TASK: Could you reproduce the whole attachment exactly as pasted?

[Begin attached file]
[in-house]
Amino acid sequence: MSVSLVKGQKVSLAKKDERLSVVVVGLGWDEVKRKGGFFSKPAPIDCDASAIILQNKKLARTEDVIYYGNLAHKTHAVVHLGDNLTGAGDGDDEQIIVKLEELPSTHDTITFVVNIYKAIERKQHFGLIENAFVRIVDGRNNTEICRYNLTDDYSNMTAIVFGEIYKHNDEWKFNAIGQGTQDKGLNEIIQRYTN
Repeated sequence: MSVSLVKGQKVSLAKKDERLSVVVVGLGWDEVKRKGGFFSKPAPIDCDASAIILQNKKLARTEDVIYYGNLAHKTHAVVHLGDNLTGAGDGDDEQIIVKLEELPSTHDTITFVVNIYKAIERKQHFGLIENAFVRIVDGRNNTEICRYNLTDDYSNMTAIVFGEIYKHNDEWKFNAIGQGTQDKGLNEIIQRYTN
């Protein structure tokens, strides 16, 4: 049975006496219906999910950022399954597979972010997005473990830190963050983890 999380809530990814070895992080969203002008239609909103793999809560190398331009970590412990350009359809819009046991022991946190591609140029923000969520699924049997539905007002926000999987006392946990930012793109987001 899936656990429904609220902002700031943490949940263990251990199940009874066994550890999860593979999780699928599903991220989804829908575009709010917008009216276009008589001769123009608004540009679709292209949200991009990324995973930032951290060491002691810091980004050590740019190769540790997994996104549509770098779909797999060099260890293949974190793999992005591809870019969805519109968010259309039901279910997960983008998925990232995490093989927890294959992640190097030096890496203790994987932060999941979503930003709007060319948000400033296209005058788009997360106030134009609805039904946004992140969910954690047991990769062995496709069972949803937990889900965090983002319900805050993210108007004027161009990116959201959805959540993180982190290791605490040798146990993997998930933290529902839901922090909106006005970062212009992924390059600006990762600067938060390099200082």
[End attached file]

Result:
[in-house]
Amino acid sequence: MSVSLVKGQKVSLAKKDERLSVVVVGLGWDEVKRKGGFFSKPAPIDCDASAIILQNKKLARTEDVIYYGNLAHKTHAVVHLGDNLTGAGDGDDEQIIVKLEELPSTHDTITFVVNIYKAIERKQHFGLIENAFVRIVDGRNNTEICRYNLTDDYSNMTAIVFGEIYKHNDEWKFNAIGQGTQDKGLNEIIQRYTN
Repeated sequence: MSVSLVKGQKVSLAKKDERLSVVVVGLGWDEVKRKGGFFSKPAPIDCDASAIILQNKKLARTEDVIYYGNLAHKTHAVVHLGDNLTGAGDGDDEQIIVKLEELPSTHDTITFVVNIYKAIERKQHFGLIENAFVRIVDGRNNTEICRYNLTDDYSNMTAIVFGEIYKHNDEWKFNAIGQGTQDKGLNEIIQRYTN
């Protein structure tokens, strides 16, 4: 049975006496219906999910950022399954597979972010997005473990830190963050983890 999380809530990814070895992080969203002008239609909103793999809560190398331009970590412990350009359809819009046991022991946190591609140029923000969520699924049997539905007002926000999987006392946990930012793109987001 899936656990429904609220902002700031943490949940263990251990199940009874066994550890999860593979999780699928599903991220989804829908575009709010917008009216276009008589001769123009608004540009679709292209949200991009990324995973930032951290060491002691810091980004050590740019190769540790997994996104549509770098779909797999060099260890293949974190793999992005591809870019969805519109968010259309039901279910997960983008998925990232995490093989927890294959992640190097030096890496203790994987932060999941979503930003709007060319948000400033296209005058788009997360106030134009609805039904946004992140969910954690047991990769062995496709069972949803937990889900965090983002319900805050993210108007004027161009990116959201959805959540993180982190290791605490040798146990993997998930933290529902839901922090909106006005970062212009992924390059600006990762600067938060390099200082």